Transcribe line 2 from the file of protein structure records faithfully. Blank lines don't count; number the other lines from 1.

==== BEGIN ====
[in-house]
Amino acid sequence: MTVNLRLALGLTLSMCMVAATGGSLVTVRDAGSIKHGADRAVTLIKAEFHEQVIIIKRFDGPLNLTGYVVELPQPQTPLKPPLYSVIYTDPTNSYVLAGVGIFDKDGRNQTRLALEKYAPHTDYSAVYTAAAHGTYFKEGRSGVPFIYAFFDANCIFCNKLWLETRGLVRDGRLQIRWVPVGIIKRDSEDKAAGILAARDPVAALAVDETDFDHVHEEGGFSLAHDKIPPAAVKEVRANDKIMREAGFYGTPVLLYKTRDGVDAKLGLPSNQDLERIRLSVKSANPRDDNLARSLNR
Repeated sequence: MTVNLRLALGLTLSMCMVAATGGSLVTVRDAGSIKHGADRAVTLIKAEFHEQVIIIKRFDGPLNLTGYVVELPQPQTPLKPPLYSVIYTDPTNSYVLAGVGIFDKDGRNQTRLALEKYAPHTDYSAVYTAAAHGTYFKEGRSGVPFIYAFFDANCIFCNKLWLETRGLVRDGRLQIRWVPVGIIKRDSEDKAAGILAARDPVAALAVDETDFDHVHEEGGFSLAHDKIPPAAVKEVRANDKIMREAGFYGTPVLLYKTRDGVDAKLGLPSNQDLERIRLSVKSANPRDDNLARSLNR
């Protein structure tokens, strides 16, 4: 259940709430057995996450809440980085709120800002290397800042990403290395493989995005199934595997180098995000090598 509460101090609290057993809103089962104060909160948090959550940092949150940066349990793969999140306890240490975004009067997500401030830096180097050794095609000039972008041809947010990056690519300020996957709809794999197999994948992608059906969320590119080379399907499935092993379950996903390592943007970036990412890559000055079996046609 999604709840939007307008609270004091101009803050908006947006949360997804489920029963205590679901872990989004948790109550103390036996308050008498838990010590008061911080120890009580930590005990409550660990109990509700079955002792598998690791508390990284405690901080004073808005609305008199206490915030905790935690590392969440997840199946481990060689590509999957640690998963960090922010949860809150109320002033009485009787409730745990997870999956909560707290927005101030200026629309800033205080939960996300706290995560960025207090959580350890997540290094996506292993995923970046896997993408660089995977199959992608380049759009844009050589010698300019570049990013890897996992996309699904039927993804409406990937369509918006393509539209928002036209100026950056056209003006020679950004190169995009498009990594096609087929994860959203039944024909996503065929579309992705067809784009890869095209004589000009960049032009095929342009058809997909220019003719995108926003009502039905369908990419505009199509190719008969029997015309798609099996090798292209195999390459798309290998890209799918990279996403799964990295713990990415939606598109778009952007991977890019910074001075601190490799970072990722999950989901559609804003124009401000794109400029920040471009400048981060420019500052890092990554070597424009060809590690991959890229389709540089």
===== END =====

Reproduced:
Amino acid sequence: MTVNLRLALGLTLSMCMVAATGGSLVTVRDAGSIKHGADRAVTLIKAEFHEQVIIIKRFDGPLNLTGYVVELPQPQTPLKPPLYSVIYTDPTNSYVLAGVGIFDKDGRNQTRLALEKYAPHTDYSAVYTAAAHGTYFKEGRSGVPFIYAFFDANCIFCNKLWLETRGLVRDGRLQIRWVPVGIIKRDSEDKAAGILAARDPVAALAVDETDFDHVHEEGGFSLAHDKIPPAAVKEVRANDKIMREAGFYGTPVLLYKTRDGVDAKLGLPSNQDLERIRLSVKSANPRDDNLARSLNR